Aptamer beacons for the direct detection of proteins

Anal Biochem. 2001 Jul 15;294(2):126-31. doi: 10.1006/abio.2001.5169.

Abstract

We have designed a new class of molecules, which we term aptamer beacons, for detecting a wide range of ligands. Similar to molecular beacons, aptamer beacons can adopt two or more conformations, one of which allows ligand binding. A fluorescence-quenching pair is used to report changes in conformation induced by ligand binding. An anti-thrombin aptamer was engineered into an aptamer beacon by adding nucleotides to the 5'-end which are complementary to nucleotides at the 3'-end of the aptamer. In the absence of thrombin, the added nucleotides will form a duplex with the 3'-end, forcing the aptamer beacon into a stem-loop structure. In the presence of thrombin, the aptamer beacon forms the ligand-binding structure. This conformational change causes a change in the distance between a fluorophore attached to the 5'-end and a quencher attached to the 3'-end. Aptamer beacon can be a sensitive tool for detecting proteins and other chemical compounds.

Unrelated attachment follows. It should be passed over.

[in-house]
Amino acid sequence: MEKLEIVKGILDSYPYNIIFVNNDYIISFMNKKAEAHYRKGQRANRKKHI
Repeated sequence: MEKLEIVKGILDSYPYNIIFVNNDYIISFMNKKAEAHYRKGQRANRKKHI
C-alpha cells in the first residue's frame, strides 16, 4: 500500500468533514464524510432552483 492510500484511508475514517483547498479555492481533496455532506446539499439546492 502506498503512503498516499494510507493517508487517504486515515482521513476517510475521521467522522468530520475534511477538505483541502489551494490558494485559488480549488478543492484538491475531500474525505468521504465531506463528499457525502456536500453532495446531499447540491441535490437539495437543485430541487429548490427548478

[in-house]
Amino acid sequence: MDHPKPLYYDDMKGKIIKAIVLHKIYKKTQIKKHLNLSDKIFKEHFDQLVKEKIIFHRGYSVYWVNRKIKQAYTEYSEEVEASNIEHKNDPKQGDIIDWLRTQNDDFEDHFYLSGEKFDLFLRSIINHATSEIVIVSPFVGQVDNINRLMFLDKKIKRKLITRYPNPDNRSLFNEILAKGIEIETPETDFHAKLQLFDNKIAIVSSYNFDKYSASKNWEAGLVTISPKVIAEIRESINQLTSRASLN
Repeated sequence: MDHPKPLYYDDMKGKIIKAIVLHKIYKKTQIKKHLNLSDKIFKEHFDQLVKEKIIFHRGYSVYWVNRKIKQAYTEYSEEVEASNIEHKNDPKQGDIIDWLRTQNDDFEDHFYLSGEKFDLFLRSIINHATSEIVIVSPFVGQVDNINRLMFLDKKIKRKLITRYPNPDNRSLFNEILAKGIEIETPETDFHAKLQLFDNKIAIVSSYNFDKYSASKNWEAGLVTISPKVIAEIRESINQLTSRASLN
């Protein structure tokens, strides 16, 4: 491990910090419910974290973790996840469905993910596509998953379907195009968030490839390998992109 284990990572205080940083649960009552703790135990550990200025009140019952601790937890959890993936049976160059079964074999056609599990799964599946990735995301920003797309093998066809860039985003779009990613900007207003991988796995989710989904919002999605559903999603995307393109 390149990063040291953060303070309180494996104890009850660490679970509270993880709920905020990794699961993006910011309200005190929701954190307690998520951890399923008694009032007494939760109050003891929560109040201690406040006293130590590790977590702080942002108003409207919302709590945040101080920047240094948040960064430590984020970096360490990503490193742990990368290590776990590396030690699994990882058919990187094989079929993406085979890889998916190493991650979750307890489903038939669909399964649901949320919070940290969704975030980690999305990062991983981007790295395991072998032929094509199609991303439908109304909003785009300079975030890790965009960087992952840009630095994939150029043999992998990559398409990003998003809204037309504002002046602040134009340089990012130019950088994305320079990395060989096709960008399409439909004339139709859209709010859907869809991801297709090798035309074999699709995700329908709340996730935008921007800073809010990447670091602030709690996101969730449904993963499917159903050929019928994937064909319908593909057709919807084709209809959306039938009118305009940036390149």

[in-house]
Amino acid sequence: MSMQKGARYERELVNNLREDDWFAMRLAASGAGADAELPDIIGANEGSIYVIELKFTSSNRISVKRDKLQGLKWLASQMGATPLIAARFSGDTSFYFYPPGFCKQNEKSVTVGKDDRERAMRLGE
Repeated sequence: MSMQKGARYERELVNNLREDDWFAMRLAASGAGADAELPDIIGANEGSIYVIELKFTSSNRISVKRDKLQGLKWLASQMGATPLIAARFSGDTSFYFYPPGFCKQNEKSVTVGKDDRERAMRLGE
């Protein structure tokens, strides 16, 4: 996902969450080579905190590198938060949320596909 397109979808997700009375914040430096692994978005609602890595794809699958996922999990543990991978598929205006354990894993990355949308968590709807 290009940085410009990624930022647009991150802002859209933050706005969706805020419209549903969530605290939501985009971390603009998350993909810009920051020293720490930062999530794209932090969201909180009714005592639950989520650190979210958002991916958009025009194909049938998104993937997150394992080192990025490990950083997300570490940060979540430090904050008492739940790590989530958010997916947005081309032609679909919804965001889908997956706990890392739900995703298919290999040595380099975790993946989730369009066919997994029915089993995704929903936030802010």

Publication types

  • Research Support, U.S. Gov't, Non-P.H.S.
  • Research Support, U.S. Gov't, P.H.S.

MeSH terms

  • Circular Dichroism
  • Fluorescent Dyes / metabolism
  • Ligands
  • Nucleic Acid Conformation*
  • Oligonucleotides / chemistry
  • Oligonucleotides / metabolism*
  • Protein Binding
  • Spectrometry, Fluorescence / methods
  • Thrombin / chemistry
  • Thrombin / metabolism

Substances

  • Fluorescent Dyes
  • Ligands
  • Oligonucleotides
  • Thrombin